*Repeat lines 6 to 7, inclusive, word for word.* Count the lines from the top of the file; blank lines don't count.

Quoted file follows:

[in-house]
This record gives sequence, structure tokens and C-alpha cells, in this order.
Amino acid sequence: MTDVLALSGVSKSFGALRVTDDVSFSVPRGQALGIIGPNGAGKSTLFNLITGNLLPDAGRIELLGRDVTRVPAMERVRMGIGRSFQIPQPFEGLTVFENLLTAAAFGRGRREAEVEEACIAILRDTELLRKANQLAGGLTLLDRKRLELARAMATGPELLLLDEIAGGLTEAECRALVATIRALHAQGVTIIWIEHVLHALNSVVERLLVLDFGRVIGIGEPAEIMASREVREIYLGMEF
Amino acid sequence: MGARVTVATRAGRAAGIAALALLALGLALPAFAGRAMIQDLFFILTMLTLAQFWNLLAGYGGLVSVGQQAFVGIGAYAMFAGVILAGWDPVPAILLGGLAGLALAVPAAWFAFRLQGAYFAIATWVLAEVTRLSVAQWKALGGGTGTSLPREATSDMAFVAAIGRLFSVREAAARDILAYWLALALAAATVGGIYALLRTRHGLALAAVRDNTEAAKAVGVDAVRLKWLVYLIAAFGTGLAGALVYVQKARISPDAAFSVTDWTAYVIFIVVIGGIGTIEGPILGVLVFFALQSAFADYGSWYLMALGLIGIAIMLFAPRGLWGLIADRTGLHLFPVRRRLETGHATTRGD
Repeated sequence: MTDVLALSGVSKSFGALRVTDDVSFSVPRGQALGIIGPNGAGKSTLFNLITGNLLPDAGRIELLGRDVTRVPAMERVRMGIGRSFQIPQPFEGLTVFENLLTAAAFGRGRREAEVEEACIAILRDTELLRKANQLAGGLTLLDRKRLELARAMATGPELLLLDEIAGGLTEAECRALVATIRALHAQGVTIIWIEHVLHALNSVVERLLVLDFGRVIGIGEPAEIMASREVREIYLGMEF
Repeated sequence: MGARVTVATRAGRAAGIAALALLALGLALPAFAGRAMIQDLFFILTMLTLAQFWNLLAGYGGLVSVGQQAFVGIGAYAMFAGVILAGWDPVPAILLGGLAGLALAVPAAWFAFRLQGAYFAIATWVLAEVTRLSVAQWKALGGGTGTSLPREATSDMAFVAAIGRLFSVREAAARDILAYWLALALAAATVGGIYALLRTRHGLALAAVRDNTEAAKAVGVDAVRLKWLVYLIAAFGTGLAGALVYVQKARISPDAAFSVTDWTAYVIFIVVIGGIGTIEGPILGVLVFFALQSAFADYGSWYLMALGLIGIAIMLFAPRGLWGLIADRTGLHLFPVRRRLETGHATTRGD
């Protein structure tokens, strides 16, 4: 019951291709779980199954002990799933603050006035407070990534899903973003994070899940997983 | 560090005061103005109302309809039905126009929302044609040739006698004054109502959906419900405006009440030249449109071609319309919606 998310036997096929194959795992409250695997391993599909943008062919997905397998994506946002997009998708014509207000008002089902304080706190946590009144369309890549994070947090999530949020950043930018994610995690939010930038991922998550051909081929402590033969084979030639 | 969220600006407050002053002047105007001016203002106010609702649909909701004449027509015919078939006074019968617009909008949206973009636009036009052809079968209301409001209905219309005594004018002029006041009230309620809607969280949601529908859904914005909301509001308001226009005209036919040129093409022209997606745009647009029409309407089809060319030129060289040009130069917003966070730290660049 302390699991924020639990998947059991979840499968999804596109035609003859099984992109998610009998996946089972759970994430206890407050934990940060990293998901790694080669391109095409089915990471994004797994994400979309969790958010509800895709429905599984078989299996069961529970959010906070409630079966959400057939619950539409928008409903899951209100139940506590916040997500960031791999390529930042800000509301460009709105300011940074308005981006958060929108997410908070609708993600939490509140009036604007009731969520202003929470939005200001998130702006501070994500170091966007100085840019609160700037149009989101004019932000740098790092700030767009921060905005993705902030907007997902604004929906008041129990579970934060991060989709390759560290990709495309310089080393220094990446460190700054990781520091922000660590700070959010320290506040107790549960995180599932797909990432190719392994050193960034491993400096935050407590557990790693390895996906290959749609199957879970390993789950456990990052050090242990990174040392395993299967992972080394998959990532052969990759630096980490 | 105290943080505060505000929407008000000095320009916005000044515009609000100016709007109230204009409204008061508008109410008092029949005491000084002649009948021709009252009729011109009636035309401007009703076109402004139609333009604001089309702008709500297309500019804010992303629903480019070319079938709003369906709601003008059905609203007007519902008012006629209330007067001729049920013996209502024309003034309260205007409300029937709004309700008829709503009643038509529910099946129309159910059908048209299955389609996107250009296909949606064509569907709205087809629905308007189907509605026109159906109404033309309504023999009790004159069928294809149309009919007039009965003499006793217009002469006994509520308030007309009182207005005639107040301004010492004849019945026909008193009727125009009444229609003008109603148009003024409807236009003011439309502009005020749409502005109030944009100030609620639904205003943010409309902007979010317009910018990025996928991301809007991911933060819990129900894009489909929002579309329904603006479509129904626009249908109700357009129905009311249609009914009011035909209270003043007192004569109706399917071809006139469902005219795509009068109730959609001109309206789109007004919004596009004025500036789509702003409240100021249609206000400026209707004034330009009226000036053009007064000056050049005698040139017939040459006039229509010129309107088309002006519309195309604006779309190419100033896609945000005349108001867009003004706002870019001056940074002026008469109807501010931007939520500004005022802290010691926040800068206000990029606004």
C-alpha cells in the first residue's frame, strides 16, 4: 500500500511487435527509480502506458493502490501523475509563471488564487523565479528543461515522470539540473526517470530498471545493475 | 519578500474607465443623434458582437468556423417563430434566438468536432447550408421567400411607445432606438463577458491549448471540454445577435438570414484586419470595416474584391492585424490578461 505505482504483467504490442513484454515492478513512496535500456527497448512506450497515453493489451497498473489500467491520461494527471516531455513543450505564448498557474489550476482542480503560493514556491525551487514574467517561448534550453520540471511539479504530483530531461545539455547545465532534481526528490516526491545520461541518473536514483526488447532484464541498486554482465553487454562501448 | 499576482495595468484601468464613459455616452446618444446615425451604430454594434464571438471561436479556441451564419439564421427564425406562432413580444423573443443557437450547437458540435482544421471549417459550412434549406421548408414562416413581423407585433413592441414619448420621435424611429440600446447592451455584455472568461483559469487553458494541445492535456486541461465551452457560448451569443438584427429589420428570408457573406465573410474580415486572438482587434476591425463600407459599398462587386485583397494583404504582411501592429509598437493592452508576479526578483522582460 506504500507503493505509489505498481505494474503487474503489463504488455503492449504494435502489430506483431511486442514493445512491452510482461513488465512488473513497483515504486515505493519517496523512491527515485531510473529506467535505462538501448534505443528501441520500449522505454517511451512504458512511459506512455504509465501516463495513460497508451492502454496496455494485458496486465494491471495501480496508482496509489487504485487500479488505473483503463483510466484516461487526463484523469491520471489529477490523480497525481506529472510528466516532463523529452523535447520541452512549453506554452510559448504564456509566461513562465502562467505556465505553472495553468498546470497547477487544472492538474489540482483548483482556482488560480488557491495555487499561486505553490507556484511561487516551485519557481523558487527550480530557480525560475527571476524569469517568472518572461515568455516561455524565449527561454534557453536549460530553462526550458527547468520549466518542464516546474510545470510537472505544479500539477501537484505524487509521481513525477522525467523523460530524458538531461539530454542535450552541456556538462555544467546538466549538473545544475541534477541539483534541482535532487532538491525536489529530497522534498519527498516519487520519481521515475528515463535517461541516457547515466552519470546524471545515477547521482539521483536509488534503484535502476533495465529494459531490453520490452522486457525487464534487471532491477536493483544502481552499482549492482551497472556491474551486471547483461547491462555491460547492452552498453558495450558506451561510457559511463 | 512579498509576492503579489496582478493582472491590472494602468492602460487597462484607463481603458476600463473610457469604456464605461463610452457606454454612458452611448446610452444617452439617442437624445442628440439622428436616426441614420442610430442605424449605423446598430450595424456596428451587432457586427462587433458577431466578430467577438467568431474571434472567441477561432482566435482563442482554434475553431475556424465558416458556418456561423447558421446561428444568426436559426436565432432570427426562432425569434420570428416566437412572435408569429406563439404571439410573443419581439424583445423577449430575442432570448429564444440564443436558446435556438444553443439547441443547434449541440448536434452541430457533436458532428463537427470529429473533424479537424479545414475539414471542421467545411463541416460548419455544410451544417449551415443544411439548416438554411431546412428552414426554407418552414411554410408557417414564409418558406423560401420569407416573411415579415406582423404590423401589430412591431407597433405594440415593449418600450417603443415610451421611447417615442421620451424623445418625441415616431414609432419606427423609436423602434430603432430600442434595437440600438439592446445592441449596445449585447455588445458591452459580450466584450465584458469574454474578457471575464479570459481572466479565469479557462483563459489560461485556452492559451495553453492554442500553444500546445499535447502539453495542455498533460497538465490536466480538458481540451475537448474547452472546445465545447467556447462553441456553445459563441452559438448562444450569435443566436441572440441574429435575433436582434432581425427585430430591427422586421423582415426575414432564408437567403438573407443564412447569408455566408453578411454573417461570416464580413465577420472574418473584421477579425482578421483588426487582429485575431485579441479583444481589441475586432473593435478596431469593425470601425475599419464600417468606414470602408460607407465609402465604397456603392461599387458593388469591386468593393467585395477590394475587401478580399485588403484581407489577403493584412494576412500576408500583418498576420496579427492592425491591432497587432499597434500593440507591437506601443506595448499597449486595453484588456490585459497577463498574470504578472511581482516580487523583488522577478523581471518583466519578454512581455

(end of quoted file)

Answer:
Repeated sequence: MGARVTVATRAGRAAGIAALALLALGLALPAFAGRAMIQDLFFILTMLTLAQFWNLLAGYGGLVSVGQQAFVGIGAYAMFAGVILAGWDPVPAILLGGLAGLALAVPAAWFAFRLQGAYFAIATWVLAEVTRLSVAQWKALGGGTGTSLPREATSDMAFVAAIGRLFSVREAAARDILAYWLALALAAATVGGIYALLRTRHGLALAAVRDNTEAAKAVGVDAVRLKWLVYLIAAFGTGLAGALVYVQKARISPDAAFSVTDWTAYVIFIVVIGGIGTIEGPILGVLVFFALQSAFADYGSWYLMALGLIGIAIMLFAPRGLWGLIADRTGLHLFPVRRRLETGHATTRGD
């Protein structure tokens, strides 16, 4: 019951291709779980199954002990799933603050006035407070990534899903973003994070899940997983 | 560090005061103005109302309809039905126009929302044609040739006698004054109502959906419900405006009440030249449109071609319309919606 998310036997096929194959795992409250695997391993599909943008062919997905397998994506946002997009998708014509207000008002089902304080706190946590009144369309890549994070947090999530949020950043930018994610995690939010930038991922998550051909081929402590033969084979030639 | 969220600006407050002053002047105007001016203002106010609702649909909701004449027509015919078939006074019968617009909008949206973009636009036009052809079968209301409001209905219309005594004018002029006041009230309620809607969280949601529908859904914005909301509001308001226009005209036919040129093409022209997606745009647009029409309407089809060319030129060289040009130069917003966070730290660049 302390699991924020639990998947059991979840499968999804596109035609003859099984992109998610009998996946089972759970994430206890407050934990940060990293998901790694080669391109095409089915990471994004797994994400979309969790958010509800895709429905599984078989299996069961529970959010906070409630079966959400057939619950539409928008409903899951209100139940506590916040997500960031791999390529930042800000509301460009709105300011940074308005981006958060929108997410908070609708993600939490509140009036604007009731969520202003929470939005200001998130702006501070994500170091966007100085840019609160700037149009989101004019932000740098790092700030767009921060905005993705902030907007997902604004929906008041129990579970934060991060989709390759560290990709495309310089080393220094990446460190700054990781520091922000660590700070959010320290506040107790549960995180599932797909990432190719392994050193960034491993400096935050407590557990790693390895996906290959749609199957879970390993789950456990990052050090242990990174040392395993299967992972080394998959990532052969990759630096980490 | 105290943080505060505000929407008000000095320009916005000044515009609000100016709007109230204009409204008061508008109410008092029949005491000084002649009948021709009252009729011109009636035309401007009703076109402004139609333009604001089309702008709500297309500019804010992303629903480019070319079938709003369906709601003008059905609203007007519902008012006629209330007067001729049920013996209502024309003034309260205007409300029937709004309700008829709503009643038509529910099946129309159910059908048209299955389609996107250009296909949606064509569907709205087809629905308007189907509605026109159906109404033309309504023999009790004159069928294809149309009919007039009965003499006793217009002469006994509520308030007309009182207005005639107040301004010492004849019945026909008193009727125009009444229609003008109603148009003024409807236009003011439309502009005020749409502005109030944009100030609620639904205003943010409309902007979010317009910018990025996928991301809007991911933060819990129900894009489909929002579309329904603006479509129904626009249908109700357009129905009311249609009914009011035909209270003043007192004569109706399917071809006139469902005219795509009068109730959609001109309206789109007004919004596009004025500036789509702003409240100021249609206000400026209707004034330009009226000036053009007064000056050049005698040139017939040459006039229509010129309107088309002006519309195309604006779309190419100033896609945000005349108001867009003004706002870019001056940074002026008469109807501010931007939520500004005022802290010691926040800068206000990029606004």